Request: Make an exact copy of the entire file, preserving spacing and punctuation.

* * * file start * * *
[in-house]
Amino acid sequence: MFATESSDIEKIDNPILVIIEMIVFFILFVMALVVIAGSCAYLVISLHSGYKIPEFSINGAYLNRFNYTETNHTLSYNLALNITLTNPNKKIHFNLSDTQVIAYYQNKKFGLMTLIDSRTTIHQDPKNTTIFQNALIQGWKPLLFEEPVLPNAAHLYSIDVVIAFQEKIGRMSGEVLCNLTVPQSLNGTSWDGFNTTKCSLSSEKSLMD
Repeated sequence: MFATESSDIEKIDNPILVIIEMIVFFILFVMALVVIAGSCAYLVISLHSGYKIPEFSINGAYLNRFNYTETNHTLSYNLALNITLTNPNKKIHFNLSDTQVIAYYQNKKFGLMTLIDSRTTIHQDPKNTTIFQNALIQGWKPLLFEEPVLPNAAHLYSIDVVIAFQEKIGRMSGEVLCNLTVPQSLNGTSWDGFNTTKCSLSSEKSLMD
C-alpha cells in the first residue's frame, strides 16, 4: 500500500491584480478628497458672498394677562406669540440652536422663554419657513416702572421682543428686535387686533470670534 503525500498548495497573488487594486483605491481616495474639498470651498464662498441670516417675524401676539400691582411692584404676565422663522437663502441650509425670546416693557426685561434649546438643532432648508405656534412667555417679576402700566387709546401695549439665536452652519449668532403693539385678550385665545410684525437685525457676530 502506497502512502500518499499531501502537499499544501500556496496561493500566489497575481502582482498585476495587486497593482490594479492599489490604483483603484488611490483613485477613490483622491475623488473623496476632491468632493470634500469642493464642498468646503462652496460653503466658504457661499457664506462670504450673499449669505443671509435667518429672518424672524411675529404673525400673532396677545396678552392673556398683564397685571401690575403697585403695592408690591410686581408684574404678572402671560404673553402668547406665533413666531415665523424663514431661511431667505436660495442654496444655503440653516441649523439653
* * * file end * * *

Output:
[in-house]
Amino acid sequence: MFATESSDIEKIDNPILVIIEMIVFFILFVMALVVIAGSCAYLVISLHSGYKIPEFSINGAYLNRFNYTETNHTLSYNLALNITLTNPNKKIHFNLSDTQVIAYYQNKKFGLMTLIDSRTTIHQDPKNTTIFQNALIQGWKPLLFEEPVLPNAAHLYSIDVVIAFQEKIGRMSGEVLCNLTVPQSLNGTSWDGFNTTKCSLSSEKSLMD
Repeated sequence: MFATESSDIEKIDNPILVIIEMIVFFILFVMALVVIAGSCAYLVISLHSGYKIPEFSINGAYLNRFNYTETNHTLSYNLALNITLTNPNKKIHFNLSDTQVIAYYQNKKFGLMTLIDSRTTIHQDPKNTTIFQNALIQGWKPLLFEEPVLPNAAHLYSIDVVIAFQEKIGRMSGEVLCNLTVPQSLNGTSWDGFNTTKCSLSSEKSLMD
C-alpha cells in the first residue's frame, strides 16, 4: 500500500491584480478628497458672498394677562406669540440652536422663554419657513416702572421682543428686535387686533470670534 503525500498548495497573488487594486483605491481616495474639498470651498464662498441670516417675524401676539400691582411692584404676565422663522437663502441650509425670546416693557426685561434649546438643532432648508405656534412667555417679576402700566387709546401695549439665536452652519449668532403693539385678550385665545410684525437685525457676530 502506497502512502500518499499531501502537499499544501500556496496561493500566489497575481502582482498585476495587486497593482490594479492599489490604483483603484488611490483613485477613490483622491475623488473623496476632491468632493470634500469642493464642498468646503462652496460653503466658504457661499457664506462670504450673499449669505443671509435667518429672518424672524411675529404673525400673532396677545396678552392673556398683564397685571401690575403697585403695592408690591410686581408684574404678572402671560404673553402668547406665533413666531415665523424663514431661511431667505436660495442654496444655503440653516441649523439653